Profiles of five prominent global warming skeptics
Many of the researchers expressing doubts about the science of global warming have financial ties to the oil, auto, electricity and coal industries. These experts appear regularly at Congressional hearings, on television, radio and in print, and at events in order to spread their message. That message varies somewhat from skeptic to skeptic but generally sows doubt about climate change, challenging the consensus of mainstream scientists. They ask whether global warming is really occurring, whether human activity is truly to blame and whether rising temperatures are such a bad thing.
Here are profiles of five of the most famous skeptics:
Frederick Seitz, Ph.D.
President Emeritus, National Academy of Sciences; Chairman Emeritus, George C. Marshall Institute
“The United States is very close to adopting an international agreement that would ration the use of energy and of technologies that depend upon coal, oil, and natural gas and some other organic compounds. This treaty is, in our opinion, based upon flawed ideas. Research data on climate change do not show that human use of hydrocarbons is harmful. To the contrary, there is good evidence that increased atmospheric carbon dioxide is environmentally helpful.”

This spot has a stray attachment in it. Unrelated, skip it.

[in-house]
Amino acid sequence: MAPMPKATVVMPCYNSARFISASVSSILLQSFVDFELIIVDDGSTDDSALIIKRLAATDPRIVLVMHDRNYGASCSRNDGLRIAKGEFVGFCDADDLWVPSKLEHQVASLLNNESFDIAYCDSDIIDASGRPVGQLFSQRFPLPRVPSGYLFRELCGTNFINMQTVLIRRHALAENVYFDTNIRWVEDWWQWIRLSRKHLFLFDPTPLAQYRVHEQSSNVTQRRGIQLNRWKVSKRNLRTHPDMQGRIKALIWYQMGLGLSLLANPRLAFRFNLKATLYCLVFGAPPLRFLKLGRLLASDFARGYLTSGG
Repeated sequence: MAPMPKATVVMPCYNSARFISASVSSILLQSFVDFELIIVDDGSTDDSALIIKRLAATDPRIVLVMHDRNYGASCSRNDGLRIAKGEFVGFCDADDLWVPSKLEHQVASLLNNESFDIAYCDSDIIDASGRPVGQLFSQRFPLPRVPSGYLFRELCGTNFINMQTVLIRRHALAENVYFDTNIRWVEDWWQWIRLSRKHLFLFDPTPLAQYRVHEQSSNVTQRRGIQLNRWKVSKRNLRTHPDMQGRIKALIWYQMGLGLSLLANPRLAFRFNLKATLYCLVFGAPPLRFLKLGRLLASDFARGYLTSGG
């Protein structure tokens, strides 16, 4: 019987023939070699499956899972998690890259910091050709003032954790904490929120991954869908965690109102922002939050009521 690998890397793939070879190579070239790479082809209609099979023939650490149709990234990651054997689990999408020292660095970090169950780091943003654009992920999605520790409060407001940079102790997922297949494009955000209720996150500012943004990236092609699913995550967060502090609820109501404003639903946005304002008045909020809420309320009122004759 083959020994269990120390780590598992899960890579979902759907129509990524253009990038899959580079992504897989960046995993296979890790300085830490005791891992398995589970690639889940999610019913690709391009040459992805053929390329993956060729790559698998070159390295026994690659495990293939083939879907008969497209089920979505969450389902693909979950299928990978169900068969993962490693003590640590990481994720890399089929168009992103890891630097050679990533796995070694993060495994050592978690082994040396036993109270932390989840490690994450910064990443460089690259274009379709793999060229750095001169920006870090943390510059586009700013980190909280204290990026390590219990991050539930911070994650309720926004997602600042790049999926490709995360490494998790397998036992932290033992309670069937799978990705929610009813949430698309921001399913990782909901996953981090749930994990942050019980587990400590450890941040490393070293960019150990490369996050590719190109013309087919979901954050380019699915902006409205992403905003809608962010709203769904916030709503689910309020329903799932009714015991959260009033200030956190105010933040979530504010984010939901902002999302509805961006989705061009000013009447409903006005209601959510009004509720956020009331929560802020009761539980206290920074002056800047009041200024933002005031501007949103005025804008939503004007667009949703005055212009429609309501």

Letter to the Oregon Petition Project, 1997.
Area of Expertise: Dubbed by Business Week "the granddaddy of glo